Circuit preacher for a day. That’s how I felt a couple of weeks ago, when I filled in for a friend at his two churches. Except that I used a car, not a horse, and it was only two churches, not a circuit.
Two country towns, two small churches, two lovely groups of people. It was a fun experience.
I learned something that day: Methodists (how I was raised) have trespasses, but Presbyterians (where I was filling in) have debts. Which would have been a non-issue if they hadn’t expected me to lead the Lord’s Prayer.
No worries. They were very gracious. Continue reading
I enjoy weeding. Not that I like the leg cramps and backache that result from crouching down and poking a metal stick into the ground under the blazing Colorado sun that seems to radiate all the way through your clothing into your skin. No. It’s the feeling of satisfaction that comes from getting under the surface and pulling out the roots of all the noxious plants in my garden that I enjoy.
I feel the same way about comprehending Paul’s views on gender. If I can dig under the surface and pull out all my noxious interpretations that have taken root over the years, something beautiful may surface.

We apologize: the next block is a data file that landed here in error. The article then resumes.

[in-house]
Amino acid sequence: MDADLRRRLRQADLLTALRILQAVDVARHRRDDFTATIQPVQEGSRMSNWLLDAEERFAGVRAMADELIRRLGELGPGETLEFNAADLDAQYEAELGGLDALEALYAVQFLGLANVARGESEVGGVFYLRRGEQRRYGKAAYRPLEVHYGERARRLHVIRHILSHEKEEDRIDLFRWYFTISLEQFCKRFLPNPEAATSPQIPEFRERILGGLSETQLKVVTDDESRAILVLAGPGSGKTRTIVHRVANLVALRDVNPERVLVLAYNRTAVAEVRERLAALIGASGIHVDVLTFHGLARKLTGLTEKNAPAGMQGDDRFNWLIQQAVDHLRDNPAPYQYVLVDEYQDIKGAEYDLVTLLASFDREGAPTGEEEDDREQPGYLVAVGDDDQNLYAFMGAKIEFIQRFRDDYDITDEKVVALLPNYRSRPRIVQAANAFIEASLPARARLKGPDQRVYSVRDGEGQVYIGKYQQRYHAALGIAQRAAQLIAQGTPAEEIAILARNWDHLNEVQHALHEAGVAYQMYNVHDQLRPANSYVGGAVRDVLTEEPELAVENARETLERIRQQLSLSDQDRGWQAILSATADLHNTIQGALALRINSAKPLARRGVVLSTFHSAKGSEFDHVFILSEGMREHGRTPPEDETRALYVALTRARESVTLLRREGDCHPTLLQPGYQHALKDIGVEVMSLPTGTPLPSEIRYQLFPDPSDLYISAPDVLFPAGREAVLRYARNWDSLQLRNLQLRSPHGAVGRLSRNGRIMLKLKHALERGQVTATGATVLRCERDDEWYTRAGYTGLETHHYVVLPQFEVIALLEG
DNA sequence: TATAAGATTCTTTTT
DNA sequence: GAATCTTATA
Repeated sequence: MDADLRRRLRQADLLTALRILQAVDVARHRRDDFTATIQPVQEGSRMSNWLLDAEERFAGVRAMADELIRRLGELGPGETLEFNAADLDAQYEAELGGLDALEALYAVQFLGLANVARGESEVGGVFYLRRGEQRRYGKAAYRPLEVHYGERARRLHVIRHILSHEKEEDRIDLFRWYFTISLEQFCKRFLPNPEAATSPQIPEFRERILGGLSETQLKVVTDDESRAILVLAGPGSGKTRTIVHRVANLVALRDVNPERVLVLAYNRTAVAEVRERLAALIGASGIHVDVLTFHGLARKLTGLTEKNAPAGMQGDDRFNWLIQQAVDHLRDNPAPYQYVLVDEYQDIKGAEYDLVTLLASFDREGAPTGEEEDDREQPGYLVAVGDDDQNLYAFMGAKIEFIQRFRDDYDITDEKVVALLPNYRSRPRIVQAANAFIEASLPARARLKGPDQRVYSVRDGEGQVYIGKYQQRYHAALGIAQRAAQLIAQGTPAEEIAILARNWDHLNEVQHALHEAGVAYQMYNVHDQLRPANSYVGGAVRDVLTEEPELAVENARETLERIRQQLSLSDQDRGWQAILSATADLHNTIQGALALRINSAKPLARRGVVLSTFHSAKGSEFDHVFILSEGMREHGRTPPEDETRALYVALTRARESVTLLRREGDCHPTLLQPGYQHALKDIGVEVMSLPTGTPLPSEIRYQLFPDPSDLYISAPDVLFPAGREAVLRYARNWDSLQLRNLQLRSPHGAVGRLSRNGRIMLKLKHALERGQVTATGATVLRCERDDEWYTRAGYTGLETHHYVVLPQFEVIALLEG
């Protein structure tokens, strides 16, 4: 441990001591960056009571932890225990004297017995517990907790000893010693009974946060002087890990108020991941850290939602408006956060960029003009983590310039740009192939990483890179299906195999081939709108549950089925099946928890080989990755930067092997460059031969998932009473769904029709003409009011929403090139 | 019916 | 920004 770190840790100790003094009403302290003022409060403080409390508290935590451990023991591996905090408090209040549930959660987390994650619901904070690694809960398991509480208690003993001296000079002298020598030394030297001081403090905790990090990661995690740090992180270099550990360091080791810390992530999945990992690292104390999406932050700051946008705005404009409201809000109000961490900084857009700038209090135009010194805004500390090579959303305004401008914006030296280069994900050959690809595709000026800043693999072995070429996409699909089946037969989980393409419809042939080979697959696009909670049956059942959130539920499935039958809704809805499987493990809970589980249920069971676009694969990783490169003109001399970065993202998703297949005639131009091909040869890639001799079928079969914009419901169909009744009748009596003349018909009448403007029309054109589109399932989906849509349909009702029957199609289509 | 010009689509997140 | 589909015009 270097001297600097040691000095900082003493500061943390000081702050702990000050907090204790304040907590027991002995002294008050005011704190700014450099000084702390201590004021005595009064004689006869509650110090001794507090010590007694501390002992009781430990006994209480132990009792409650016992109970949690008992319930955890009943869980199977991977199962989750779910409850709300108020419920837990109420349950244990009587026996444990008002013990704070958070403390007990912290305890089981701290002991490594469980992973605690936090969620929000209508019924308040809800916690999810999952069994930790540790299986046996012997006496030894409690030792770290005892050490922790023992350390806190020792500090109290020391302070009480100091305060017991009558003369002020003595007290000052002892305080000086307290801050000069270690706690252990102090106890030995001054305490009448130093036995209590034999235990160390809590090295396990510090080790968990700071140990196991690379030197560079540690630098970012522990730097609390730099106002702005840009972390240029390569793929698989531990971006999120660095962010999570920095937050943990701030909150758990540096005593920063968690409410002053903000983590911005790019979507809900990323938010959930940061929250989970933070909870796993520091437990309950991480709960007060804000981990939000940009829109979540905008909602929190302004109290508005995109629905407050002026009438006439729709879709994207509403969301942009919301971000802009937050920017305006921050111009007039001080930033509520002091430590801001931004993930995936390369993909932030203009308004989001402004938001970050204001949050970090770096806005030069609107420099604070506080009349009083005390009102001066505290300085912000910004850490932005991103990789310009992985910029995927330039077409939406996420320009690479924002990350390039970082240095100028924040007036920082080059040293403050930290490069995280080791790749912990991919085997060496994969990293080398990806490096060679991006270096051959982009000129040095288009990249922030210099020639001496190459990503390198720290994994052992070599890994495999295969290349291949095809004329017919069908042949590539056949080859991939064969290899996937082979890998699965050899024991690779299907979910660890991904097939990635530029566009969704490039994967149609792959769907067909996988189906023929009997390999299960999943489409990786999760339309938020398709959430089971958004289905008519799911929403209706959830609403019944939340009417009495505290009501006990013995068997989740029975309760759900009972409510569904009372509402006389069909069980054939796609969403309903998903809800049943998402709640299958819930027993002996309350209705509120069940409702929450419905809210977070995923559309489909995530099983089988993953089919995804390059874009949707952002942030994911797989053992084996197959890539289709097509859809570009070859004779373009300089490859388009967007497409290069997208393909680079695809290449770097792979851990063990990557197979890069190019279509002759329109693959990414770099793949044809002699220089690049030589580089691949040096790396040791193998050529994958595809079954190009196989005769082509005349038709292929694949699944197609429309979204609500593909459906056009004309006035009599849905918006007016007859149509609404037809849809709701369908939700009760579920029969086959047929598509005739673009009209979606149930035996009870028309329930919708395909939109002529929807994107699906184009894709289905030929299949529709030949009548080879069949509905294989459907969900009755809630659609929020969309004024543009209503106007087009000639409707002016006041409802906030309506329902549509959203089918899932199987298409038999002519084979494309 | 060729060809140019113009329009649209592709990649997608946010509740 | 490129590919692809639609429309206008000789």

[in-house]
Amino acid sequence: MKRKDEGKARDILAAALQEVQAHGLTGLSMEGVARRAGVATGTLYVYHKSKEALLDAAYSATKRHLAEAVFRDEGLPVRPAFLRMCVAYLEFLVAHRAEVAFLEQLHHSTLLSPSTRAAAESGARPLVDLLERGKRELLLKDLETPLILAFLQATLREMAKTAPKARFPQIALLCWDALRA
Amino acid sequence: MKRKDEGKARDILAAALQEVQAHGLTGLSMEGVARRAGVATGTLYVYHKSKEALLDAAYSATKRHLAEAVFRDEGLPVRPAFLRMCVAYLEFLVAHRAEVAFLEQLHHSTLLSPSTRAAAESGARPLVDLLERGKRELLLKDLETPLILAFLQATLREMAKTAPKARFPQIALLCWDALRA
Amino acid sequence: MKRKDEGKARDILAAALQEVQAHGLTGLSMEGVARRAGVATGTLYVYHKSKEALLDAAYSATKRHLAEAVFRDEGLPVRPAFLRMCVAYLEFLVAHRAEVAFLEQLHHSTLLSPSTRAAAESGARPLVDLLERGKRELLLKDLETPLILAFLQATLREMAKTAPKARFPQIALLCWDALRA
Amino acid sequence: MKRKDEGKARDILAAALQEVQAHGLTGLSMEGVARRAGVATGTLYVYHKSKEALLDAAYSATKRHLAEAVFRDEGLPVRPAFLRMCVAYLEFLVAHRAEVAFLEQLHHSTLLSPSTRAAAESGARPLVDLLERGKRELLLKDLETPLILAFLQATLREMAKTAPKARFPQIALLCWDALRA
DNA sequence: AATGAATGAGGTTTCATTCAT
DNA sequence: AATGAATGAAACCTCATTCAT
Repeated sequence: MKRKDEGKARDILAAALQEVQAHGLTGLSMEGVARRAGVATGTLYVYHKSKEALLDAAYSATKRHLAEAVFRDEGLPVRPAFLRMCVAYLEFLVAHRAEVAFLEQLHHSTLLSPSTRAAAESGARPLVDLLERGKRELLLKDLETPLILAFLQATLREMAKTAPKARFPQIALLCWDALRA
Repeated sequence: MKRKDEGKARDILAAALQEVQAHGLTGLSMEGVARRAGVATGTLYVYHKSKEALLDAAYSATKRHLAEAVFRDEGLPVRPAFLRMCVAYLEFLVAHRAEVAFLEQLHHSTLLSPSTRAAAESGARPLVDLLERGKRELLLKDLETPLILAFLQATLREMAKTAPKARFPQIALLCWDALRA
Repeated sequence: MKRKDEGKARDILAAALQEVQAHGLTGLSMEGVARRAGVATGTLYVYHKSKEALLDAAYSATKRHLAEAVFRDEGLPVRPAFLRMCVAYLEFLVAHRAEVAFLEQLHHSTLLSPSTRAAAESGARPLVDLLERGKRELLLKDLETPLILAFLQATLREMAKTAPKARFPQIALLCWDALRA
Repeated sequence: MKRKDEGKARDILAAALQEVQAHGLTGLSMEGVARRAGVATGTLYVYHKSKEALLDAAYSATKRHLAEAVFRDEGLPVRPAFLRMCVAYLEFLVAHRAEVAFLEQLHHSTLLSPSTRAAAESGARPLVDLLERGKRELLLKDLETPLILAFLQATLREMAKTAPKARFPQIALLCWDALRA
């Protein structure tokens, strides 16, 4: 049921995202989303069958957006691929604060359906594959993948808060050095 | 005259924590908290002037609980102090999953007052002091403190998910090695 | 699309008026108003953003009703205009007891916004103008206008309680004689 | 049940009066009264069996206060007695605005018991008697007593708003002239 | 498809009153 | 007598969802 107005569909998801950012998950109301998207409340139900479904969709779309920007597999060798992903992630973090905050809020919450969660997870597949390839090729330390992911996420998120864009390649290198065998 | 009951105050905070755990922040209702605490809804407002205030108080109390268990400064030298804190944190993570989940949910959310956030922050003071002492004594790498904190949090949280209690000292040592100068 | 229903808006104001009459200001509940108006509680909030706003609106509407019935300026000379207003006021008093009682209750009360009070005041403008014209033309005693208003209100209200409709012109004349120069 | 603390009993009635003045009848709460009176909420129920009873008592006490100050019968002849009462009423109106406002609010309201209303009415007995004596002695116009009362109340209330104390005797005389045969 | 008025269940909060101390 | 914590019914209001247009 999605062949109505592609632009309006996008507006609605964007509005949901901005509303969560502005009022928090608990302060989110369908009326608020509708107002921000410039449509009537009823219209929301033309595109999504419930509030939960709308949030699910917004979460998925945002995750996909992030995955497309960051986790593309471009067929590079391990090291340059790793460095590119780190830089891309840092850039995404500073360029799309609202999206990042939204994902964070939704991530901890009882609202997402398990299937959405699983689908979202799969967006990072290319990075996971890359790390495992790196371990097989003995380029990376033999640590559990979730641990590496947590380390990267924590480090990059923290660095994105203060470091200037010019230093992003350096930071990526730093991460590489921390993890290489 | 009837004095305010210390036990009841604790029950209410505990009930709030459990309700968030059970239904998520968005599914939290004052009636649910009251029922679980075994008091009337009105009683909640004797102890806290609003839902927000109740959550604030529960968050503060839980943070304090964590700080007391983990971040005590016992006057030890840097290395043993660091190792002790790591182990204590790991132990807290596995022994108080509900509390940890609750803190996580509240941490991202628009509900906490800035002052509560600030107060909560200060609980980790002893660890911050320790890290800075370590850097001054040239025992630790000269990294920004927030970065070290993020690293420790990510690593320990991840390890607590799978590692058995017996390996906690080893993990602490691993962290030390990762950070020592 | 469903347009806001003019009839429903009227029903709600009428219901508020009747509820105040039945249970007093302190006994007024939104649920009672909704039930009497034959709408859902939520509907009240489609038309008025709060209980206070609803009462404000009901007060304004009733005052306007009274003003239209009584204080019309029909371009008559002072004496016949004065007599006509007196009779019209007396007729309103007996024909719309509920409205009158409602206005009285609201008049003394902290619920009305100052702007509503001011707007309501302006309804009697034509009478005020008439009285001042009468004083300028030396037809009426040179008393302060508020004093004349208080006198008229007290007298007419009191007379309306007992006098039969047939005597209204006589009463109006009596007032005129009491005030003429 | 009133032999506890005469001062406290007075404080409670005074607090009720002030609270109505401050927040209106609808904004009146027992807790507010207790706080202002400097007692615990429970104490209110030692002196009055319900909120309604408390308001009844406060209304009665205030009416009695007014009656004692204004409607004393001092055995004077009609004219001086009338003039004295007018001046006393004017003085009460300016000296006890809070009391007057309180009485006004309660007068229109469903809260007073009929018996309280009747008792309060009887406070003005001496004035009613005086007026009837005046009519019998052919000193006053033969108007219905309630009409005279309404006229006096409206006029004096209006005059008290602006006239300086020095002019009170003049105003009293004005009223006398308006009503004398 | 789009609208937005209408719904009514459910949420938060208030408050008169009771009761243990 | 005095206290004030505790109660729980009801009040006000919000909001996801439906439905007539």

One part of Paul’s writings that was, for me, particularly overgrown with bindweed and purslane and Canada thistle is his correspondence to the Corinthians. I based my interpretation of these letters upon a few ideas I believed arose directly from the text. Now, though, I am convinced they are the tares among the wheat. Continue reading
Here’s a link to my recent podcast with Dr. Juli Slattery of Authentic Intimacy. We talk about God’s purpose in creating male and female, some of those passages of Scripture that can make women feel like they are second-rate, and how knowing the context for the Bible’s marriage teaching changes everything. Check it out if you’re interested! And while you’re over at Authentic Intimacy, look around a bit. Juli does great work helping women experience health and wholeness in one of the most challenging parts of our lives: our sexuality.
We tend to make assumptions about the lives and rights of ancient women, filing them away in our local Carnegie Library under no-respect, little-freedom, few-rights. We think these women had no choice but to play by the cultural rules that favored men and limited women, passing their lives with the right to make few, if any, personal choices. And we think these are the women the Apostle Paul was writing to when he encouraged them to be responsible and modest and respectful.
Well, some did play by those rules.
And some didn’t. Continue reading